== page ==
I often teach a general education Humanities course (HUM 200, officially titled Connections: Humanities and Technology) on the topic of “Automatic Art.” As a Humanities class, we study representative elements from the entire range of arts and letters:
Those are representative examples of the coursework – but what is “Automatic Art”? The term doesn’t actually have much reality outside of my course. (Frustrated students will often turn to the surrealist technique of Automatic Writing, which does exist, but has little bearing on the collection of objects we study.) I like to tell students that “automatic art” is equivalent to “taking the human out of art,” but what does that actually mean?
In any case, monsters demonstrate something about both the world we live in and what we fear. In the 1950s, people feared nuclear war; now, we fear climate change. The two horror movies I’m recommending for this week directly address those fears, presenting viewers with monsters that embody the harm of nuclear warfare/testing in one case and that are the direct result of climate change’s superstorms and unpredictable weather patterns in the other.
October means cooler temperatures, cozy sweaters, falling leaves – and scary movies. Horror might not be where you turn for your STS-related entertainment, but the genre frequently addresses science, technology, and humanity’s relationship to both. In Knowing Fear: Science, Knowledge and the Development of the Horror Genre, Jason Colavito writes that “horror cannot survive without the anxieties created by the changing role of human knowledge and science in our society” (4). These anxieties are also a big part of what we study in STS (Science, Technology, and Society), and they can shape the kinds of technologies we embrace or reject, both as individuals and as a culture.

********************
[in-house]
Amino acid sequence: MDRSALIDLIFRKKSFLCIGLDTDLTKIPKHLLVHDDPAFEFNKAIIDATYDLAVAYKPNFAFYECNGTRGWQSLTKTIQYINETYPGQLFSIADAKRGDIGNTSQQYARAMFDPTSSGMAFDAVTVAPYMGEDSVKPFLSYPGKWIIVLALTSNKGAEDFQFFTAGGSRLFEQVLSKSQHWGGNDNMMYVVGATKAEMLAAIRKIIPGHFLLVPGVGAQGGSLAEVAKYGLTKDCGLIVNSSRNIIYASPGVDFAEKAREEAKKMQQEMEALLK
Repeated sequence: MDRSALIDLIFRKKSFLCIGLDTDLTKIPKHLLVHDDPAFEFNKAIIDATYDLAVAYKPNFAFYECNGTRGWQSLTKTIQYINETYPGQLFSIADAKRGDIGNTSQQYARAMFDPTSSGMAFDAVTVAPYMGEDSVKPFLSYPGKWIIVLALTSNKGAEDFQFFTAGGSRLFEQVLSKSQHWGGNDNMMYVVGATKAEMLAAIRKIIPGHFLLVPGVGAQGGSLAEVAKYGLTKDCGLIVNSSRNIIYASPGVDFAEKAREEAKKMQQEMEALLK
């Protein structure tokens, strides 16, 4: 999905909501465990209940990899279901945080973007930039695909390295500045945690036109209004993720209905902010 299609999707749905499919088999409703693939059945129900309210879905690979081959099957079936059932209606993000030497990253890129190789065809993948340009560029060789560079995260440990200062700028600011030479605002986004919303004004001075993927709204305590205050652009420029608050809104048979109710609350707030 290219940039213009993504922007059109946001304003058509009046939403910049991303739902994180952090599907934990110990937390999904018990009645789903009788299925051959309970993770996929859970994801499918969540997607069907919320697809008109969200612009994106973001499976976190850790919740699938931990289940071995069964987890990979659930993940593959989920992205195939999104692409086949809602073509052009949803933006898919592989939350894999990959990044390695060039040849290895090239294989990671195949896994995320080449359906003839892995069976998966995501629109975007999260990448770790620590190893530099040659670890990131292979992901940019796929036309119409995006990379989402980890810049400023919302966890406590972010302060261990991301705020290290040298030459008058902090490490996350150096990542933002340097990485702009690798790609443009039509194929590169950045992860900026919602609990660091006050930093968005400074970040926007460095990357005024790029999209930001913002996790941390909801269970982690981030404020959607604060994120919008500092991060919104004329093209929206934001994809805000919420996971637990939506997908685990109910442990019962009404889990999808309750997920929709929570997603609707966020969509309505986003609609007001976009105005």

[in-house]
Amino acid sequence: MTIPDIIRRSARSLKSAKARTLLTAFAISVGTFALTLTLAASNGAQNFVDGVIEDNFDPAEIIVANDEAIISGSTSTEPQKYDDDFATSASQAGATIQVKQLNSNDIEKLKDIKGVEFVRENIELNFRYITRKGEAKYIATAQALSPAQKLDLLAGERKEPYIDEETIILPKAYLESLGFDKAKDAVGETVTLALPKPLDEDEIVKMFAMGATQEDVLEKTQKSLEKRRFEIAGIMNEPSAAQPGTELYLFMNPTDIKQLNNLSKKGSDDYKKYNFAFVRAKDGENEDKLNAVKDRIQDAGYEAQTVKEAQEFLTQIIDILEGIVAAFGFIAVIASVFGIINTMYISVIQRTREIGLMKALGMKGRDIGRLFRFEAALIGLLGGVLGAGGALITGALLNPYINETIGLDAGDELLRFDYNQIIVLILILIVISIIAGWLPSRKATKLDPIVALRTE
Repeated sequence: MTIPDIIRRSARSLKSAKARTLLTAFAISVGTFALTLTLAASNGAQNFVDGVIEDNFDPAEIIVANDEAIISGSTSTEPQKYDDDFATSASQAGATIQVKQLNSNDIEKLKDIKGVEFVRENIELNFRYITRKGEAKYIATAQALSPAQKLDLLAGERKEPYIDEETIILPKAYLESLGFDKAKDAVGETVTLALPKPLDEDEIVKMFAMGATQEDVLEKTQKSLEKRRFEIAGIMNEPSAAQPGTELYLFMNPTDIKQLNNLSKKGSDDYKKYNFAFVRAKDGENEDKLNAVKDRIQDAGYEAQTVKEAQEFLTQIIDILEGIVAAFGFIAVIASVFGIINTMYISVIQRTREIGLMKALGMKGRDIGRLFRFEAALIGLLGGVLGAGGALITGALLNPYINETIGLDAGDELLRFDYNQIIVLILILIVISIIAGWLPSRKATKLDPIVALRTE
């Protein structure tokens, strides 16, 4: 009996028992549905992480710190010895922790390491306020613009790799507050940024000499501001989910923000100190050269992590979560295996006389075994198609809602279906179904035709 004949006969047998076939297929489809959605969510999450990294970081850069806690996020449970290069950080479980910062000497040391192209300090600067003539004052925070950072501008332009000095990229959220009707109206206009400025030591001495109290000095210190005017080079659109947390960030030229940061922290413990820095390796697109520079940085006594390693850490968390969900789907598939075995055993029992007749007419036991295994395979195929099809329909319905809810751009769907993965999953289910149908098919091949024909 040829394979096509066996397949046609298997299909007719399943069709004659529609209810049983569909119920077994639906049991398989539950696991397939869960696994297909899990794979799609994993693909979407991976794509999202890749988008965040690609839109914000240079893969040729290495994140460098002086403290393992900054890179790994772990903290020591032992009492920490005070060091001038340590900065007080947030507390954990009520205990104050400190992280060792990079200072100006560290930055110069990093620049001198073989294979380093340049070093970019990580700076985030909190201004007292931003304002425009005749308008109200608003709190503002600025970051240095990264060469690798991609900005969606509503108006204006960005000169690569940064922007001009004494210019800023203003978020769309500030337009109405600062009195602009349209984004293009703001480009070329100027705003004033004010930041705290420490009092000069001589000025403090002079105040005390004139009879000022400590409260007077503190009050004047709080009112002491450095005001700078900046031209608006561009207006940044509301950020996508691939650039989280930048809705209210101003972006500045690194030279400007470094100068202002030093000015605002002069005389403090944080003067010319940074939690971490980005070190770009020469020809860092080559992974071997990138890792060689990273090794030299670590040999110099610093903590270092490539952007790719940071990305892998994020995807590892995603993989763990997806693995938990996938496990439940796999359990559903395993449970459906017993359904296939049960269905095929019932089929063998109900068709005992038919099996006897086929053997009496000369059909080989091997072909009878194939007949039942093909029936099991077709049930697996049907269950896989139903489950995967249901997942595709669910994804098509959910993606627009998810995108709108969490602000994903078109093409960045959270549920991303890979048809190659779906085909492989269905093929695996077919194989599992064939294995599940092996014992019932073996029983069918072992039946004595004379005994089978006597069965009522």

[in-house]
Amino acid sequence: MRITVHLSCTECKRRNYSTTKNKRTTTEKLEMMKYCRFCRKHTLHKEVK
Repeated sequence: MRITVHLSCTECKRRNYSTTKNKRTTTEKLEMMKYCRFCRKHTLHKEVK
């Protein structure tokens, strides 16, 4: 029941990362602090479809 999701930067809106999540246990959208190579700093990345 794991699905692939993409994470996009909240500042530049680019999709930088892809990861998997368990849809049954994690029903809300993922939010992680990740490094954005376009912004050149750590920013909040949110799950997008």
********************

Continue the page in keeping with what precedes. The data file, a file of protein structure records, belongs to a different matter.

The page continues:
In the spirit of Halloween, then, this is the first post in a series where I will recommend horror movies that address STEM topics, broadly defined. Each week until Halloween, I’ll suggest one classic and one contemporary horror movie that provide opportunities both to think more deeply about the relationships we as humans have with science/technology and also to have a little fun.
Many, perhaps most, of the students I teach are from the Dakotas, Nebraska, and Kansas, all states that are frequently referred to as “Plains States.” (We can spend a lot of time debating the inclusion criteria for a state to qualify as a “Plains State,” but that’s a different post.) At some point in the semester, I usually ask them, as a group, to complete this sentence: “The landscape of my state is ______.” Almost invariably, I am met with a unison chorus of “flat!” or “boring!” This response is more than mere topographical observation.
I grew up in western North Dakota, seeing the landscape much as my students do: essentially flat and nondescript. Not until years later did I realize that I lived in a very dramatic landscape: knuckles of stone push their way out of ancient hills, the last evidence of resistance to glacial domination thousands of years ago. Stretches that appear flat are actually cascading downward, racing toward whatever rare stream or coulee will collect the sparse rainfall. The grass itself frustrates efforts to touch the ground, as one must dig through several inches of dense, matted undergrowth to find soil. This immense complexity is most evident at dawn and dusk, when the extreme angle of sunlight throws easily elided variation into sharp relief.